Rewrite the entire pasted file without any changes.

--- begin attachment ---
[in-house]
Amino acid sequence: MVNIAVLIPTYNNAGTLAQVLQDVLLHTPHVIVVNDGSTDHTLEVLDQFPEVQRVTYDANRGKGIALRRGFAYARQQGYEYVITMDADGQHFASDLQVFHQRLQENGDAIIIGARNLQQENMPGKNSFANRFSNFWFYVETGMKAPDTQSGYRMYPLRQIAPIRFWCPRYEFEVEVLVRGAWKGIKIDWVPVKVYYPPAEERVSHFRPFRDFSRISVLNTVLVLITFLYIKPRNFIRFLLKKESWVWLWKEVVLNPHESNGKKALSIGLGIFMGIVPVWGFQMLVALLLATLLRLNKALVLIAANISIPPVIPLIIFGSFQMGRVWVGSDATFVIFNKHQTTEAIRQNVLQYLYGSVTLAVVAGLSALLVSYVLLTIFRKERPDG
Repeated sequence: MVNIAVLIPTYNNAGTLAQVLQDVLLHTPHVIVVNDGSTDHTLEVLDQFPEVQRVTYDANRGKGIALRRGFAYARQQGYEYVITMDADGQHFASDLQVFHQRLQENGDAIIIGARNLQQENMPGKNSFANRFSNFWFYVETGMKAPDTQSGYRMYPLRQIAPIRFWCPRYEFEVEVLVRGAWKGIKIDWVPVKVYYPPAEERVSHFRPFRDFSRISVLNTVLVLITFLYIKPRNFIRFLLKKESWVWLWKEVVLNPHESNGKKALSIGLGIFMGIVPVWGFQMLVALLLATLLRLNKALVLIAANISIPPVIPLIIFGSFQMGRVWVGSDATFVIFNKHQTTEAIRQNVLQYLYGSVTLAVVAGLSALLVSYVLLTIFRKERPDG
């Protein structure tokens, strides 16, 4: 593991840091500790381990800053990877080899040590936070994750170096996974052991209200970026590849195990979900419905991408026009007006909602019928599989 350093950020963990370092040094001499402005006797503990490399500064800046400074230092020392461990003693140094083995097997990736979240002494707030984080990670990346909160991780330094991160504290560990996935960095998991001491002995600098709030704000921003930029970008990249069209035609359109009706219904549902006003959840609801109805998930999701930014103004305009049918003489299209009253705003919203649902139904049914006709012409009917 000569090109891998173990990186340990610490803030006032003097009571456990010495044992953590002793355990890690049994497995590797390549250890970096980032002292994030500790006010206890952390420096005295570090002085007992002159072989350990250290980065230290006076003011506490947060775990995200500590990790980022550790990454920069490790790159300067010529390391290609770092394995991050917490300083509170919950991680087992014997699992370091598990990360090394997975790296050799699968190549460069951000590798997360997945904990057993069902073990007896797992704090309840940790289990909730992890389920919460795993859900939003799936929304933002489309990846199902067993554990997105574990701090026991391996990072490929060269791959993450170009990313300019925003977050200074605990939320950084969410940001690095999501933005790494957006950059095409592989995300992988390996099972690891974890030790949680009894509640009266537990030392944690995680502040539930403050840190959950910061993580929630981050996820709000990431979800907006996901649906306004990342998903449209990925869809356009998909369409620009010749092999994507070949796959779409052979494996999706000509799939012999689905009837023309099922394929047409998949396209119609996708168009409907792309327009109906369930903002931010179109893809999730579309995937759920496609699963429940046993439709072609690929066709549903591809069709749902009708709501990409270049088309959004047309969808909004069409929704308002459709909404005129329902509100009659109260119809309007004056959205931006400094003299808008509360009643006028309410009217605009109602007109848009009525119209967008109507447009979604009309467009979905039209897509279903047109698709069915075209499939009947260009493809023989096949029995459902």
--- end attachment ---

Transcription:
[in-house]
Amino acid sequence: MVNIAVLIPTYNNAGTLAQVLQDVLLHTPHVIVVNDGSTDHTLEVLDQFPEVQRVTYDANRGKGIALRRGFAYARQQGYEYVITMDADGQHFASDLQVFHQRLQENGDAIIIGARNLQQENMPGKNSFANRFSNFWFYVETGMKAPDTQSGYRMYPLRQIAPIRFWCPRYEFEVEVLVRGAWKGIKIDWVPVKVYYPPAEERVSHFRPFRDFSRISVLNTVLVLITFLYIKPRNFIRFLLKKESWVWLWKEVVLNPHESNGKKALSIGLGIFMGIVPVWGFQMLVALLLATLLRLNKALVLIAANISIPPVIPLIIFGSFQMGRVWVGSDATFVIFNKHQTTEAIRQNVLQYLYGSVTLAVVAGLSALLVSYVLLTIFRKERPDG
Repeated sequence: MVNIAVLIPTYNNAGTLAQVLQDVLLHTPHVIVVNDGSTDHTLEVLDQFPEVQRVTYDANRGKGIALRRGFAYARQQGYEYVITMDADGQHFASDLQVFHQRLQENGDAIIIGARNLQQENMPGKNSFANRFSNFWFYVETGMKAPDTQSGYRMYPLRQIAPIRFWCPRYEFEVEVLVRGAWKGIKIDWVPVKVYYPPAEERVSHFRPFRDFSRISVLNTVLVLITFLYIKPRNFIRFLLKKESWVWLWKEVVLNPHESNGKKALSIGLGIFMGIVPVWGFQMLVALLLATLLRLNKALVLIAANISIPPVIPLIIFGSFQMGRVWVGSDATFVIFNKHQTTEAIRQNVLQYLYGSVTLAVVAGLSALLVSYVLLTIFRKERPDG
């Protein structure tokens, strides 16, 4: 593991840091500790381990800053990877080899040590936070994750170096996974052991209200970026590849195990979900419905991408026009007006909602019928599989 350093950020963990370092040094001499402005006797503990490399500064800046400074230092020392461990003693140094083995097997990736979240002494707030984080990670990346909160991780330094991160504290560990996935960095998991001491002995600098709030704000921003930029970008990249069209035609359109009706219904549902006003959840609801109805998930999701930014103004305009049918003489299209009253705003919203649902139904049914006709012409009917 000569090109891998173990990186340990610490803030006032003097009571456990010495044992953590002793355990890690049994497995590797390549250890970096980032002292994030500790006010206890952390420096005295570090002085007992002159072989350990250290980065230290006076003011506490947060775990995200500590990790980022550790990454920069490790790159300067010529390391290609770092394995991050917490300083509170919950991680087992014997699992370091598990990360090394997975790296050799699968190549460069951000590798997360997945904990057993069902073990007896797992704090309840940790289990909730992890389920919460795993859900939003799936929304933002489309990846199902067993554990997105574990701090026991391996990072490929060269791959993450170009990313300019925003977050200074605990939320950084969410940001690095999501933005790494957006950059095409592989995300992988390996099972690891974890030790949680009894509640009266537990030392944690995680502040539930403050840190959950910061993580929630981050996820709000990431979800907006996901649906306004990342998903449209990925869809356009998909369409620009010749092999994507070949796959779409052979494996999706000509799939012999689905009837023309099922394929047409998949396209119609996708168009409907792309327009109906369930903002931010179109893809999730579309995937759920496609699963429940046993439709072609690929066709549903591809069709749902009708709501990409270049088309959004047309969808909004069409929704308002459709909404005129329902509100009659109260119809309007004056959205931006400094003299808008509360009643006028309410009217605009109602007109848009009525119209967008109507447009979604009309467009979905039209897509279903047109698709069915075209499939009947260009493809023989096949029995459902």